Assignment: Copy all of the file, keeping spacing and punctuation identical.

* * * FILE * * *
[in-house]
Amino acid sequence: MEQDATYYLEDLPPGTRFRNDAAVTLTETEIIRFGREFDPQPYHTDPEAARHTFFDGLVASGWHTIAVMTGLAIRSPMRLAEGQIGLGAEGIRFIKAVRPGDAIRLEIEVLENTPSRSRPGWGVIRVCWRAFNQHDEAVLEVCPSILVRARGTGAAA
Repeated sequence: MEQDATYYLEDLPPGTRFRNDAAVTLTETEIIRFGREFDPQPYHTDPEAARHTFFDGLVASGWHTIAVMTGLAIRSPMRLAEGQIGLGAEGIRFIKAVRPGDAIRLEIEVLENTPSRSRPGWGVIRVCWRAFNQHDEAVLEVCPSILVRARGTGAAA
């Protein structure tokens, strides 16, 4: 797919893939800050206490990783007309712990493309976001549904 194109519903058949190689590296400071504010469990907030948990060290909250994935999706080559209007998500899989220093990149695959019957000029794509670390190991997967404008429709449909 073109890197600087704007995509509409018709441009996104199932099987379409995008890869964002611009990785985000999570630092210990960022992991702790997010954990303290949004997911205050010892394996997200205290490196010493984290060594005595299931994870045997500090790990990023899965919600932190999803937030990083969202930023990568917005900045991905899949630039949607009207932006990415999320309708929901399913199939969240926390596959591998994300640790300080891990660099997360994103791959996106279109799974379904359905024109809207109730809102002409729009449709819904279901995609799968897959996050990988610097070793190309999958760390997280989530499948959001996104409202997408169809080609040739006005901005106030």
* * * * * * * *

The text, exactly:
[in-house]
Amino acid sequence: MEQDATYYLEDLPPGTRFRNDAAVTLTETEIIRFGREFDPQPYHTDPEAARHTFFDGLVASGWHTIAVMTGLAIRSPMRLAEGQIGLGAEGIRFIKAVRPGDAIRLEIEVLENTPSRSRPGWGVIRVCWRAFNQHDEAVLEVCPSILVRARGTGAAA
Repeated sequence: MEQDATYYLEDLPPGTRFRNDAAVTLTETEIIRFGREFDPQPYHTDPEAARHTFFDGLVASGWHTIAVMTGLAIRSPMRLAEGQIGLGAEGIRFIKAVRPGDAIRLEIEVLENTPSRSRPGWGVIRVCWRAFNQHDEAVLEVCPSILVRARGTGAAA
């Protein structure tokens, strides 16, 4: 797919893939800050206490990783007309712990493309976001549904 194109519903058949190689590296400071504010469990907030948990060290909250994935999706080559209007998500899989220093990149695959019957000029794509670390190991997967404008429709449909 073109890197600087704007995509509409018709441009996104199932099987379409995008890869964002611009990785985000999570630092210990960022992991702790997010954990303290949004997911205050010892394996997200205290490196010493984290060594005595299931994870045997500090790990990023899965919600932190999803937030990083969202930023990568917005900045991905899949630039949607009207932006990415999320309708929901399913199939969240926390596959591998994300640790300080891990660099997360994103791959996106279109799974379904359905024109809207109730809102002409729009449709819904279901995609799968897959996050990988610097070793190309999958760390997280989530499948959001996104409202997408169809080609040739006005901005106030």